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What is logic?

The study of the principles and methods used to distinguish good (permissible, correct) reasoning from bad (impermissible, incorrect) reasoning.


What is the difference between descriptive and normative disciplines?

  1. Descriptive tells you how things were, are and will be
  2. Normative tells you how things ought to be, should be or must be (permissible/impermissible)


What is critical thinking?

  • purposeful, reflective, mental activity directed at ASKING QUESTIONS and SOLVING PROBLEMS.


What are some examples of critical thinking questions?

  • What would happen if I do x ?

  • What should we do? Why?

  • What do you mean?

  • Why do you believe that?

  • Is what you believe more reasonable than what I believe?

  • By saying x , aren't you assuming y?

  • If you assume x , then doesn't follow y?

  • Can you show me that what you say is true?

  • Can you prove it?


What is an argument?

  • a set of statements where the truth of one is supposed to follow from the other(s)
  • Good arguments are the medium through which we plan, explain, persuade, convince, show, demonstrate, and prove things successfully through language.


What are the two parts of every argument?

  • premises (or evidence)

    • the reasons or assumptions offered to show that the conclusion is true

  • conclusion (or claim)

    • the single statement asserted to be true on the basis of the evidence


What does the symbol ∴ means?

It is read "therefore"


What is the difference between a valid and an invalid argument?

  • Whenever it is impossible for a claim to be false when its evidence is true, the argument is valid.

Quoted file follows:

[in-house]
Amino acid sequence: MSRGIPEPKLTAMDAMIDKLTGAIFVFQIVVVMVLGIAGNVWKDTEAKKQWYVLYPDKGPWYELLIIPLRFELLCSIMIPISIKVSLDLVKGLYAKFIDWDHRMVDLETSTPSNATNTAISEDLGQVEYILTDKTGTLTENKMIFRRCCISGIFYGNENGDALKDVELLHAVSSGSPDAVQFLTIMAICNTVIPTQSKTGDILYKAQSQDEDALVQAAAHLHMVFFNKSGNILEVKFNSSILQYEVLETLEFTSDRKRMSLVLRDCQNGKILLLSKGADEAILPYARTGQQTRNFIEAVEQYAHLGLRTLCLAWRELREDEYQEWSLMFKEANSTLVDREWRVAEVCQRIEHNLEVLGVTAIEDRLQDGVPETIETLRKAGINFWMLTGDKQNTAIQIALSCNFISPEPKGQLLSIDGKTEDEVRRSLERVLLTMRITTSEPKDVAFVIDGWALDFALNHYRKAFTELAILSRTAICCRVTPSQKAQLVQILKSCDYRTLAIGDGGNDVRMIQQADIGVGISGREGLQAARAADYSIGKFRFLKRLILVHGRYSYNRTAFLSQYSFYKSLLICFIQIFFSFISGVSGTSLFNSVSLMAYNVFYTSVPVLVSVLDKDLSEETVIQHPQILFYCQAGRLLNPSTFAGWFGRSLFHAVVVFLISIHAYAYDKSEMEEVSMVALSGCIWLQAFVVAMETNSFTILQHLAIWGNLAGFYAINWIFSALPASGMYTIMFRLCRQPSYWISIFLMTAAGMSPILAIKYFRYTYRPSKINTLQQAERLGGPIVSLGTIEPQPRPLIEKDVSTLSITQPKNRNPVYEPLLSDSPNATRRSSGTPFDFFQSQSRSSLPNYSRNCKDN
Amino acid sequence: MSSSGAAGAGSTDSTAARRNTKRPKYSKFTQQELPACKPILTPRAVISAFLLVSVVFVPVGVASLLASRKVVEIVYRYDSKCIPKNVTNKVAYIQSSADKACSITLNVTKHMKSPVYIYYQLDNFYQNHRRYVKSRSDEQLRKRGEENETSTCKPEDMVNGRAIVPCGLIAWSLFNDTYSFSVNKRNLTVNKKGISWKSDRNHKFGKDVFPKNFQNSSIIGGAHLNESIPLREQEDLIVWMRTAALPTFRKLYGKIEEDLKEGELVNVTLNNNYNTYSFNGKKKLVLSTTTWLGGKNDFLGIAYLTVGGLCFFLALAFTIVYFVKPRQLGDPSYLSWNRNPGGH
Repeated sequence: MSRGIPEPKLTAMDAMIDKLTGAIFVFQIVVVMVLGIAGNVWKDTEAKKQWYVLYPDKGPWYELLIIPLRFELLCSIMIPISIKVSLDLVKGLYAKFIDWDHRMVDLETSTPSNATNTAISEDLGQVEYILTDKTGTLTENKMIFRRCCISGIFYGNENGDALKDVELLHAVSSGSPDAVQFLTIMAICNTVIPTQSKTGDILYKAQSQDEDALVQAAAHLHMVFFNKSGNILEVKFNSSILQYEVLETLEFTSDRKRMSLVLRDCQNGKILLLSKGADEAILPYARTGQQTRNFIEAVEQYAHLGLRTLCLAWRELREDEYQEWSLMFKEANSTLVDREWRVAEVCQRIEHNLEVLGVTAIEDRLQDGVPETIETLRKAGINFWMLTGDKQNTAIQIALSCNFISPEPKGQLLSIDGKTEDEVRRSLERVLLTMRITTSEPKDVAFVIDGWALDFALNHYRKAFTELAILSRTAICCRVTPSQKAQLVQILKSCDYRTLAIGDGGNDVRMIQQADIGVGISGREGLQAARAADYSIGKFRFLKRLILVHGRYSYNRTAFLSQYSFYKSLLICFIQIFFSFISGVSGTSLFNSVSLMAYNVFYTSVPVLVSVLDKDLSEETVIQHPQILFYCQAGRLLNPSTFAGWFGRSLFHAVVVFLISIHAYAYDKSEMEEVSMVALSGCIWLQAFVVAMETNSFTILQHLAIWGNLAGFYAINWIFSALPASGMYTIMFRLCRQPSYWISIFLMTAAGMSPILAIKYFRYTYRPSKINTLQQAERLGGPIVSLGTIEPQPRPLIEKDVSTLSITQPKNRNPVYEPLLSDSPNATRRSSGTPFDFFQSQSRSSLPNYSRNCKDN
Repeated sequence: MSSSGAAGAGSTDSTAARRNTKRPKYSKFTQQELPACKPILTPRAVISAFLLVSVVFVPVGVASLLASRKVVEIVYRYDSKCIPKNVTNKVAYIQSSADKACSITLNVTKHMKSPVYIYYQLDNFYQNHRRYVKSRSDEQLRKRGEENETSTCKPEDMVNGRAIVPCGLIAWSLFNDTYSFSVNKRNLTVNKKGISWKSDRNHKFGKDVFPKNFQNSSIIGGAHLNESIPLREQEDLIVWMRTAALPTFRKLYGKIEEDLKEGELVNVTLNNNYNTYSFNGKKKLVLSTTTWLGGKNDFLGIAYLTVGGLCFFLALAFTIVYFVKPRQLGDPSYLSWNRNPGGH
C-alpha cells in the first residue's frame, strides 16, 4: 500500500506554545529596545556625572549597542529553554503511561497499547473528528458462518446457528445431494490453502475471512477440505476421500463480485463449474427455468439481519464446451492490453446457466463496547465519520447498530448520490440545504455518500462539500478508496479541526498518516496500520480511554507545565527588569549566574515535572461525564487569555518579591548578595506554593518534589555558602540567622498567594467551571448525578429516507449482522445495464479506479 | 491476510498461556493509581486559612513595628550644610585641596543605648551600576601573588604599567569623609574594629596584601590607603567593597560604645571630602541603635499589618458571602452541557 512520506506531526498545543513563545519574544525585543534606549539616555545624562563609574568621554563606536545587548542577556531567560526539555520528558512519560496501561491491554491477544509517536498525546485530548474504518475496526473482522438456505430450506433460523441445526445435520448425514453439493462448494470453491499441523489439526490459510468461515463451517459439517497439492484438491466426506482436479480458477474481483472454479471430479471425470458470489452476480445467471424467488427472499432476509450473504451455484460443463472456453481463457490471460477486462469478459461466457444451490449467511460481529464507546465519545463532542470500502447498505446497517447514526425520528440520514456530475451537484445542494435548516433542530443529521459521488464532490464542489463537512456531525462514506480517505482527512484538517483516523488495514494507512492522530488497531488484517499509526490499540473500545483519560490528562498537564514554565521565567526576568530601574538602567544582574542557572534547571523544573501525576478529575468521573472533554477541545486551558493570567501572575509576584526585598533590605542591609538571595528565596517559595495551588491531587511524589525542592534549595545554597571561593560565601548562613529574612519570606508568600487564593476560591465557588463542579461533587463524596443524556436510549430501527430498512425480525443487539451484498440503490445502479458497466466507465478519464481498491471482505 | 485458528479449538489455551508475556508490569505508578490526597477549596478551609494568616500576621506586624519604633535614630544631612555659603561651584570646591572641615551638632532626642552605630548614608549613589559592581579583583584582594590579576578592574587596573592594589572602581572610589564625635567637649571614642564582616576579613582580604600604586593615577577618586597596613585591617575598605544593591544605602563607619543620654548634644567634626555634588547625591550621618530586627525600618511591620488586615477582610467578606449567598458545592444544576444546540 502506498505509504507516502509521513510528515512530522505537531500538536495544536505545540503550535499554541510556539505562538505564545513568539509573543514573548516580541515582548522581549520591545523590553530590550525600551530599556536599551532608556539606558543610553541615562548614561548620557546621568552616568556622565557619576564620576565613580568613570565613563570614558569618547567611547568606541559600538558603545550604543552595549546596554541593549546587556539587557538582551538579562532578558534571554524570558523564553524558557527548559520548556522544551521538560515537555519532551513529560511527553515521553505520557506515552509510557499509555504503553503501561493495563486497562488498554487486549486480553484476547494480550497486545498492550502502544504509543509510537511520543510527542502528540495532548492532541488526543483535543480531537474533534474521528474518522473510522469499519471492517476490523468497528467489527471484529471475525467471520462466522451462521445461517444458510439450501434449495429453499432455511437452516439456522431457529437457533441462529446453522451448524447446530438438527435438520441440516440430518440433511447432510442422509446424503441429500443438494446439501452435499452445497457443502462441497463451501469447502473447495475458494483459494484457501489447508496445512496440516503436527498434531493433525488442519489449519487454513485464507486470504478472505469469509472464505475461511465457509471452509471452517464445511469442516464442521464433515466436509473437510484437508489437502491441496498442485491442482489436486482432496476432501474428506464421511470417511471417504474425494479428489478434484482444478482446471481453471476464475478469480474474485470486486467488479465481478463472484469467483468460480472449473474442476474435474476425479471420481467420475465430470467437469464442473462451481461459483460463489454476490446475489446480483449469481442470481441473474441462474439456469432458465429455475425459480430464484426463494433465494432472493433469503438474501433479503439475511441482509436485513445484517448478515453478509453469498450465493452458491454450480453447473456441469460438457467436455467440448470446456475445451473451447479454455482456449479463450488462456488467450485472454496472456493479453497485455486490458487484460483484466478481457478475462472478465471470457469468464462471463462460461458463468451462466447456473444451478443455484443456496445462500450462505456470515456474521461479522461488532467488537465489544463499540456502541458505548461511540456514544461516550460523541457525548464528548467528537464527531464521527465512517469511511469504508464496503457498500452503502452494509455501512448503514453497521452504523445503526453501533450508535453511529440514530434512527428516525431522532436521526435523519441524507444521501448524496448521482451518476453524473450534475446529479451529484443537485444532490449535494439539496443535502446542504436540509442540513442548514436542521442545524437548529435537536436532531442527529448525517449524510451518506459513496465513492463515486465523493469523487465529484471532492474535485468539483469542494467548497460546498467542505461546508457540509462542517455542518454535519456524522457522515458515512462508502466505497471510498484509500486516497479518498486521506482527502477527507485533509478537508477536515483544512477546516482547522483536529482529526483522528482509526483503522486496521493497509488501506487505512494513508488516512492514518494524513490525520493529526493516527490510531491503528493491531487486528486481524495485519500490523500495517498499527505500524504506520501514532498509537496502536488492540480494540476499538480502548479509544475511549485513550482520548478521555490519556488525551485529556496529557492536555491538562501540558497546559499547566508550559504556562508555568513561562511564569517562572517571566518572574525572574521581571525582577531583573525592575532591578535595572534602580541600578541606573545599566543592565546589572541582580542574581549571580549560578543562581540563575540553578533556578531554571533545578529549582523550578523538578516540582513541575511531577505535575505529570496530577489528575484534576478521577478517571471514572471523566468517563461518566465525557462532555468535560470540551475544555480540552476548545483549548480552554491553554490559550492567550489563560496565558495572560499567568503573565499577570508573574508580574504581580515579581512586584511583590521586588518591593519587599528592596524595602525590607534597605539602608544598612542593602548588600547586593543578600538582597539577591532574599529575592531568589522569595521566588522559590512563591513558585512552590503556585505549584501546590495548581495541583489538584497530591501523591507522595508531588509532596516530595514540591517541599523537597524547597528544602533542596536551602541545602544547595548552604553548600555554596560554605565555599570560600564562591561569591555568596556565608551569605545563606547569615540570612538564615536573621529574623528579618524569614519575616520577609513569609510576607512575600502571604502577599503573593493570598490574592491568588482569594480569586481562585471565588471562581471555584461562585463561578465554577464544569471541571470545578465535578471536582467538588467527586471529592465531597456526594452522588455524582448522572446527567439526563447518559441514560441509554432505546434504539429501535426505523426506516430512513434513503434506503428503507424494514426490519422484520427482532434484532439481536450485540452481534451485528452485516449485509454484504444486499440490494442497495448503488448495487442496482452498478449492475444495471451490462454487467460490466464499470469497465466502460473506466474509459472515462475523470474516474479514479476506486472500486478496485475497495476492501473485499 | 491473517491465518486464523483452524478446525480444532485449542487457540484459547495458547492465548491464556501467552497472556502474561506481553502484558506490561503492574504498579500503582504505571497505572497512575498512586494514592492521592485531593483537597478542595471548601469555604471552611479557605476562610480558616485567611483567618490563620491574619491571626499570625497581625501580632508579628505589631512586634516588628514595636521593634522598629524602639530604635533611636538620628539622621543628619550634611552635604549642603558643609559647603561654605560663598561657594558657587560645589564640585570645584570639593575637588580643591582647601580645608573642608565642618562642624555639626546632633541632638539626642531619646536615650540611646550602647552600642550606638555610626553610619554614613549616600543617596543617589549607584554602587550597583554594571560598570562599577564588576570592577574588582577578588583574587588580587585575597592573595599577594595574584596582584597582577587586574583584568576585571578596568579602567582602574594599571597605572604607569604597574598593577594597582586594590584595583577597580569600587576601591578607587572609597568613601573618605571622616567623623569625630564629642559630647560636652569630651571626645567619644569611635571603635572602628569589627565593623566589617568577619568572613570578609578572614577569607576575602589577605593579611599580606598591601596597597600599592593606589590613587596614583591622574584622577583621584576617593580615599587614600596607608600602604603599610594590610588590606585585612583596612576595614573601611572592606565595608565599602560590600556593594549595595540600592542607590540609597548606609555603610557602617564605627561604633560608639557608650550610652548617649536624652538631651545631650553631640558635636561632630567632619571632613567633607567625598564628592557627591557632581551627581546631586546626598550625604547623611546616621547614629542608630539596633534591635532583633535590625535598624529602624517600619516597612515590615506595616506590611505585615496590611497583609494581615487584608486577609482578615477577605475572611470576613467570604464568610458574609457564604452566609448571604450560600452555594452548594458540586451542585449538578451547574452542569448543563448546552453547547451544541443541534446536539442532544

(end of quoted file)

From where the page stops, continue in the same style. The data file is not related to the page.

• Whenever it is possible for a claim to be false when its evidence is true, the argument is invalid.


What is a sound argument?

  • a valid argument with true premises


What is the hard part of offering good premises?

  • offering evidence whose collective truth shows that a claim is true.


What is the difference between natural and formal languages?

  • Natural = Spanish, German, English
  • Formal = “artificial” (symbolic) languages


What is the importance of languages in logic?

  • The language required to use the methods of a logic determines whether that logic is informal or formal, and if the latter, what type.
    • Informal logic requires using a natural language.

    • Formal logic requires using an artificial one.


What is the RIFUT rule?

  • The basis of our procedure for evaluating whether an argument is good in the fullest sense of the word.

  • Relevant to the claim logically,
  • Independent of the claim,
  • Free of dubious assumptions,
  • Unambiguous, and
  • True.


What is a cogent as opposed to a fallacious argument?

  • cogent = an argument is good in the fullest sense of the word

  • fallacious = an argument that commits an error in reasoning.


What is sentential logic?

  • Artificial language where capital letters take the place of atomic statements


What are deductive arguments?

  • its conclusion “follows necessarily” from its evidence if and only if the argument is valid.
    • There is a necessary connection between the truth of the evidence and the truth of the claim.


What is deductive logic?

  • Study of principles and methods used to distinguish good deductive reasoning from bad deductive reasoning. This may be done informally or formally.

  • classical logic, sentential logic, and predicate logic are formal deductive logics.


What is an inductive argument?

  • its conclusion follows from its evidence just in case the evidence makes the conclusion more likely to be true than not.

  • It does not "follow necessarily"

  • Such arguments are deemed as "strong." If an inductive argument is not strong, it is weak.


What is the problem of induction?

  • no accumulation of evidence and no amount of experience will ever — EVER — guarantee that events in the future will unfold as they did in the past


What is formal logic?

  • symbolic study of the principles and methods used to distinguish good reasoning from bad reasoning


What is formal system?

  • a formal language together with its logical principles and methods


What is inductive logic?

  • the study of principles and methods used to distinguish good inductive reasoning from bad inductive reasoning


What is unreasonable?

  • something that violates good reasoning or judgment